Here’s an audio version
The title isn’t a metaphor. The word “unseen” isn’t a reference to Prime Minister Harper’s genuine political will on climate change, or the reallocation of military budgets towards health and education, the title refers to concrete things in the real world.
Atypically for a child born blind in Ontario when I was, my family chose not to send me to residential school, preferring to keep me where they could keep an eye on me. In my family and my neighbourhood, no special fuss was made over me doing most of the stuff the other kids were doing, or at least none I was allowed to know about. I’m the youngest of five siblings, and expectations were pretty high for all of us. I got no particular praise for my academic performance or extracurricular activities, especially not from my brothers and sisters, who were as likely as any siblings to blow off their younger sister as boring and unremarkable.
Recently I was having a chat with my extremely business-savvy brother about promotional considerations in self-publishing my Novel. I was sort of stunned speechless when he said, “I know we grew up together and everything, and I’m pretty used to you, but when most people hear, ‘she’s blind and she wrote a novel?’ they’re going to think Holy Shit!” While I was doing my deer in the headlights impression, I was also doing some quick thinking, and of course, as anyone would, I thought, how can I capitalize on this?
His perspicacious remark caused me to do some highly focused reflection on aspects of my writing I hadn’t thought much about at the time. My novel is about sighted people, and most of my anticipated readers would be sighted as well. Obviously the ways I perceive the world and other people hadn’t offered much material. How had I constructed landscapes, descriptions of body language in conversation, and the visual impressions people get of one another through appearance and carriage.
Landscapes? This brings to mind my favourite advice for anyone joining Twitter: follow smart people. Twitter didn’t help me write landscapes, but an indirect root through the internet led me to an extremely fruitful correspondence with a very smart person, also gifted with empathy, imagination, excellent writing skills, and generosity. He helped me with descriptions of Scottish landscapes in general, and 16th century Scottish landscapes in particular. He also helped me develop my own empathy about a visual person’s response to landscape by inviting me to imagine how it would feel for a rural French woman to embark on a sea journey, and eventually find herself completely out of sight of land. Her habit of watching the sunrise each morning from the rail of the ship with awe and reverence was my own idea.
Body language and appearance were actually a little easier. I’ve been an avid fiction reader since I first discovered audio books, and had to be bribed or bullied to leave escape land and return to the real world. I’ve had decades to assimilate the unspoken cues people give off. I know what it means when the person I’m talking to at a party is looking somewhere else while talking to me. My fifteen years as a massage therapist has given me some sense of the variety in posture and carriage, which helps me make sense out of ideas like “haughty” or “self-effacing.”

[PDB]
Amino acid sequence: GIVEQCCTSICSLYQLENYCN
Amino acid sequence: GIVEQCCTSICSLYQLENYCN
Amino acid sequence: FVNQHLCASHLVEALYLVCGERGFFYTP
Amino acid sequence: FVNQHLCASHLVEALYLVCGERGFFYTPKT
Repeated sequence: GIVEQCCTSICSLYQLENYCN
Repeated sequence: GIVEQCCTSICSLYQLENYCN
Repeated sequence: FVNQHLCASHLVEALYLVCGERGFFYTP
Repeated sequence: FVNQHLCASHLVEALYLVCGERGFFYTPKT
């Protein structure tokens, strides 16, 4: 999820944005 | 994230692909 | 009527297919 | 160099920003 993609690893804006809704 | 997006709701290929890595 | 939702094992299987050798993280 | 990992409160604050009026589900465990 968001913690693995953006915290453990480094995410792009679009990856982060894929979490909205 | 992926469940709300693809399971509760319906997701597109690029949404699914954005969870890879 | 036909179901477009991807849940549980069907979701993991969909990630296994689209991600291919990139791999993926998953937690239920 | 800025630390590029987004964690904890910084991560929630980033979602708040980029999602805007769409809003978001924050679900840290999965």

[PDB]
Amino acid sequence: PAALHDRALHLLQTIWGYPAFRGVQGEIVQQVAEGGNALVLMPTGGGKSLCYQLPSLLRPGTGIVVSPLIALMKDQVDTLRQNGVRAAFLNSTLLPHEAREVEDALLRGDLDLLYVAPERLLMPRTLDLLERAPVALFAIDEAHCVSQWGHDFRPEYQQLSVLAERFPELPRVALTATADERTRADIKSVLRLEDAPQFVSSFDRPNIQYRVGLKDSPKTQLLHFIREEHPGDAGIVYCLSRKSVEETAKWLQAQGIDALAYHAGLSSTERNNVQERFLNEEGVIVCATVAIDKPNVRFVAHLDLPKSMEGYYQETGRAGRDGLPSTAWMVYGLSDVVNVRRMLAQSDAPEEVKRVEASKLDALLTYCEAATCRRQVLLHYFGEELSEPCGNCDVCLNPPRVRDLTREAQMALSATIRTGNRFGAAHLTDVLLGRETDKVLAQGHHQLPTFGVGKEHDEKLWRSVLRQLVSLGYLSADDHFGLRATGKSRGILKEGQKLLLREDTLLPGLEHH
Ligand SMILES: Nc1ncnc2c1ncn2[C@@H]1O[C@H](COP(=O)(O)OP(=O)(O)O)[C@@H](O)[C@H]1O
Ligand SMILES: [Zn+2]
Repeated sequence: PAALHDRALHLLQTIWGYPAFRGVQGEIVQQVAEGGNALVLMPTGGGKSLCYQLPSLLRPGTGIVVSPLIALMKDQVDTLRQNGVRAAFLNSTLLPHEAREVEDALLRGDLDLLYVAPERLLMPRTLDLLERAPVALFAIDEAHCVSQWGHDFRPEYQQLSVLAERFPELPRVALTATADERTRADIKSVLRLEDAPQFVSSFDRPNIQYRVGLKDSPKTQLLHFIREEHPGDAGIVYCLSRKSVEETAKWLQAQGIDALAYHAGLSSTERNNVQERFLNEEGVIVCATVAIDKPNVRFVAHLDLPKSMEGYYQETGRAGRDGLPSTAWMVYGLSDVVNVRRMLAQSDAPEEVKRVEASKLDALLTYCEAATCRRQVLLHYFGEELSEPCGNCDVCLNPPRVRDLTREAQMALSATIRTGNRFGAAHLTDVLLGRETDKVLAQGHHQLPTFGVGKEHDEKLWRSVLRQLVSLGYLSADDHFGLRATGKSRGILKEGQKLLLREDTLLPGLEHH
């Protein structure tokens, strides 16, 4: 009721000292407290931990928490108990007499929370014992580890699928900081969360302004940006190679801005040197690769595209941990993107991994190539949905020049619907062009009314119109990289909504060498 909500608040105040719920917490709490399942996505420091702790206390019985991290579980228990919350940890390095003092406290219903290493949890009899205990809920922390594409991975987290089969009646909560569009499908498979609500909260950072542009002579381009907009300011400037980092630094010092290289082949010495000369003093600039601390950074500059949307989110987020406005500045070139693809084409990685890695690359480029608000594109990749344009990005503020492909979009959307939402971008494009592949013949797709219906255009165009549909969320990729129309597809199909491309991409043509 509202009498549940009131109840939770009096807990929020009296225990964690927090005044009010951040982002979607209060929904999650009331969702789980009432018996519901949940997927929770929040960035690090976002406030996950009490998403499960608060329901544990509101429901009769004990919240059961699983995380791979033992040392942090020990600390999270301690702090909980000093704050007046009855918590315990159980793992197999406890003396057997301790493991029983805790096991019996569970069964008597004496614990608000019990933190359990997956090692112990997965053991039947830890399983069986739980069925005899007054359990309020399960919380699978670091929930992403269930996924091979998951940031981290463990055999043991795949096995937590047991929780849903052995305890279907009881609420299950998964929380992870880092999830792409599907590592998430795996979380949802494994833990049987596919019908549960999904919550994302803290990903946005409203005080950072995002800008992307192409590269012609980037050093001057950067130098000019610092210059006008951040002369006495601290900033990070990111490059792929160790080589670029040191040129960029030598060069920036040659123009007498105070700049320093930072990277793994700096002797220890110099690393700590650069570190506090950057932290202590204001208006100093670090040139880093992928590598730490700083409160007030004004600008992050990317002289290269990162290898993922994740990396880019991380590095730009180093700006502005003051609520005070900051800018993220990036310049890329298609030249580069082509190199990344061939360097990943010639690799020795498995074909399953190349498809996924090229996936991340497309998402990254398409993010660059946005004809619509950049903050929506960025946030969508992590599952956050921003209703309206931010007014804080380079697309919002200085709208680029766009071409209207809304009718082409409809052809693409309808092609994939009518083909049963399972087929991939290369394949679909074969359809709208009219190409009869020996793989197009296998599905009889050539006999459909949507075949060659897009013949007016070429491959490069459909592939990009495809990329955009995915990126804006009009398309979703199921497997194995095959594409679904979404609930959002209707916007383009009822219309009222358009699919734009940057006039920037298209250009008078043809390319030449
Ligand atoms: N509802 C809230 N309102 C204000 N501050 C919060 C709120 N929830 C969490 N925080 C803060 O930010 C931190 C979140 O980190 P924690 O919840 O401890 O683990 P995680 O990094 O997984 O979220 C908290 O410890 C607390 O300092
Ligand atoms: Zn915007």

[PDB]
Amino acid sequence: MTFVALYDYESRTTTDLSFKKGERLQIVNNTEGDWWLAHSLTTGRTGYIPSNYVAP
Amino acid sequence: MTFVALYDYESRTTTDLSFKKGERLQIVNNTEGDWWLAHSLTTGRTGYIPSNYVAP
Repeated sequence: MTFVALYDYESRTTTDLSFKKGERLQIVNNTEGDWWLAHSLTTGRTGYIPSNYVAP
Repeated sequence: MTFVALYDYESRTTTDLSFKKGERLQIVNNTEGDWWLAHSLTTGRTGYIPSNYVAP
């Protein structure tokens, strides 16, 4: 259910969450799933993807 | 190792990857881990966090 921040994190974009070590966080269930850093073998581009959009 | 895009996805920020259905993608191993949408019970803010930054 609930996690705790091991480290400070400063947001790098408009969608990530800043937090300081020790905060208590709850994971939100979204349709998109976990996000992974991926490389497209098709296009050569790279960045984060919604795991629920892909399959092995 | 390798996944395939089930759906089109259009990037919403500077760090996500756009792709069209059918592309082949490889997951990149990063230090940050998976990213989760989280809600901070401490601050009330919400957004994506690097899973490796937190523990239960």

I’m fond of remarking (mostly as a way to excuse any of my screw-ups) that fiction writing is an exercise in imagination. Which is harder: imagining what it was like to be a 16th century French woman, or what it’s like to look into the eyes of someone you love? I don’t know. Fiction lets me play recklessly with ideas. My main character discovers that she enjoys working with dyeing fabric and wool, because she finds the hypnotic sight of the swirling colours soothing as she stirs the vats. She’s a visual person, and visual stimuli affect her most strongly, just as some sighted people are occasionally more focused on sound or another sense.
There are still some things I don’t feel comfortable that I got right. I’d love a good 3d model of a castle, or a detailed tactile drawing of what fan-trained trees look like against a wall. Likewise, the involutions of women’s clothes in the early modern period are still pretty mysterious to me. Relevant to my current writing project, I’m planning an involved discussion with another smart person I know in order to get a good grounding in what the course of a river might look like if you travelled its length. I’m also scheming to chat with someone about hunting.
Most writers, and all historical fiction writers, rely on some degree of research about their setting, period or characters. For me, landscapes and body language kind of fit in with sociology, politics, and geography as topics to be studied. I hope sometime to have the chance to talk to someone who read my novel and only found out later that I’m blind. I’m intensely curious to know how well I did.